The current stone church in Hemse dates mainly from the 13th century. However, about a century earlier there was a stave church built at the same location. The surprisingly well-preserved stave church was found by chance under the floor of the stone church during a restoration in 1896, where the wooden planks of the church had served as an earlier floor. The wooden church, known as Hemse stave church, is the most well-preserved early stave church found in Sweden. There have been plans to erect a replica of the church somewhere near its original location.
The stave church was probably replaced by the presently visible Romanesque stone church as it became too small for the congregation. The nave and choir were built first, and the tower was added later.
During the aforementioned restoration the church was rather insensitively restored inside. A later restoration was carried out in 1962–63.
The church is a relatively homogeneous Romanesque edifice. Inside, it is decorated by medieval frescos. The oldest of these are in the tower, and depict centaurs assaulting thetree of life. Under it are two inscriptions in Latin. In the choir and the apse are depictions of the Last Judgment dating from the 14th century and in the nave, frescos from the middle of the 15th century depicting the Passion of Christ and two saints: Saint George and the Dragon and Saint Martin. There is also a rune inscription on the western wall of the choir, a repetition of the futhark or runic 'alphabet'.
Among the furnishings, the triumphal cross from the end of the 12th century is noteworthy. The baptismal font has a Romanesque foot but a later (14th century) basin. The church bell is from the first half of the 15th century.References:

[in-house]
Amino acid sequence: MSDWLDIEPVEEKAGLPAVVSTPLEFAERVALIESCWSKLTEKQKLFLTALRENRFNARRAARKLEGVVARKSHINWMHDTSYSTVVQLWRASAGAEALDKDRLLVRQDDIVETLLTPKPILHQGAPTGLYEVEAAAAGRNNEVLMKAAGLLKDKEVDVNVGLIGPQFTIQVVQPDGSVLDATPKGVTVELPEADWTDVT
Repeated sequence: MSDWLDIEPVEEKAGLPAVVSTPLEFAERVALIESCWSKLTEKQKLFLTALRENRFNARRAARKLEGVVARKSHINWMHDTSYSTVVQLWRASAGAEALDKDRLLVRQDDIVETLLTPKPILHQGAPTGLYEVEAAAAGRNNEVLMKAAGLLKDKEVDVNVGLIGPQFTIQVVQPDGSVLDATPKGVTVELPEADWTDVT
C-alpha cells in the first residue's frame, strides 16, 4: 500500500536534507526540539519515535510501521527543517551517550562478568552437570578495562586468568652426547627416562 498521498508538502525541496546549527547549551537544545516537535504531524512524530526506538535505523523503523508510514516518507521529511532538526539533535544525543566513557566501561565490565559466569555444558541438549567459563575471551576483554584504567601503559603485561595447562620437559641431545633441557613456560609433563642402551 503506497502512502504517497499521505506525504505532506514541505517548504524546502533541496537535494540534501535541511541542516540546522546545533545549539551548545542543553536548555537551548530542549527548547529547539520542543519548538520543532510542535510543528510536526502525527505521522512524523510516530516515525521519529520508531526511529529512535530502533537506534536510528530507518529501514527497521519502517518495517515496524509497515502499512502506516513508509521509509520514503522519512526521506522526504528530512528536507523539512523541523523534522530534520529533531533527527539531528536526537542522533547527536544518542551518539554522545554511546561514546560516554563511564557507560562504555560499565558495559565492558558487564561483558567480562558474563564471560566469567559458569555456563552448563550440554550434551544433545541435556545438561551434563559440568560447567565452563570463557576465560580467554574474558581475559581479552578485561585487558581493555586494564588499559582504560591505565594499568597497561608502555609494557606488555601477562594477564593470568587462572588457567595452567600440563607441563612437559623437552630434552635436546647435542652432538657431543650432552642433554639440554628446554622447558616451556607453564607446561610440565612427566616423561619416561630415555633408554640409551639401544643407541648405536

German crusaders known as the Livonian Brothers of the Sword began construction of the Cēsis castle (Wenden) near the hill fort in 1209. When the castle was enlarged and fortified, it served as the residence for the Order's Master from 1237 till 1561, with periodic interruptions. Its ruins are some of the most majestic castle ruins in the Baltic states. Once the most important castle of the Livonian Order, it was the official residence for the masters of the order.
In 1577, during the Livonian War, the garrison destroyed the castle to prevent it from falling into the control of Ivan the Terrible, who was decisively defeated in the Battle of Wenden (1578).
In 1598 it was incorporated into the Polish-Lithuanian Commonwealth and Wenden Voivodship was created here. In 1620 Wenden was conquered by Sweden. It was rebuilt afterwards, but was destroyed again in 1703 during the Great Northern War by the Russian army and left in a ruined state. Already from the end of the 16th century, the premises of the Order's castle were adjusted to the requirements of the Cēsis Castle estate. When in 1777 the Cēsis Castle estate was obtained by Count Carl Sievers, he had his new residence house built on the site of the eastern block of the castle, joining its end wall with the fortification tower.
Since 1949, the Cēsis History Museum has been located in this New Castle of the Cēsis Castle estate. The front yard of the New Castle is enclosed by a granary and a stable-coach house, which now houses the Exhibition Hall of the Museum. Beside the granary there is the oldest brewery in Latvia, Cēsu alus darītava, which was built in 1878 during the later Count Sievers' time, but its origins date back to the period of the Livonian Order. Further on, the Cēsis Castle park is situated, which was laid out in 1812. The park has the romantic characteristic of that time, with its winding footpaths, exotic plants, and the waters of the pond reflecting the castle's ruins. Nowadays also one of the towers is open for tourists.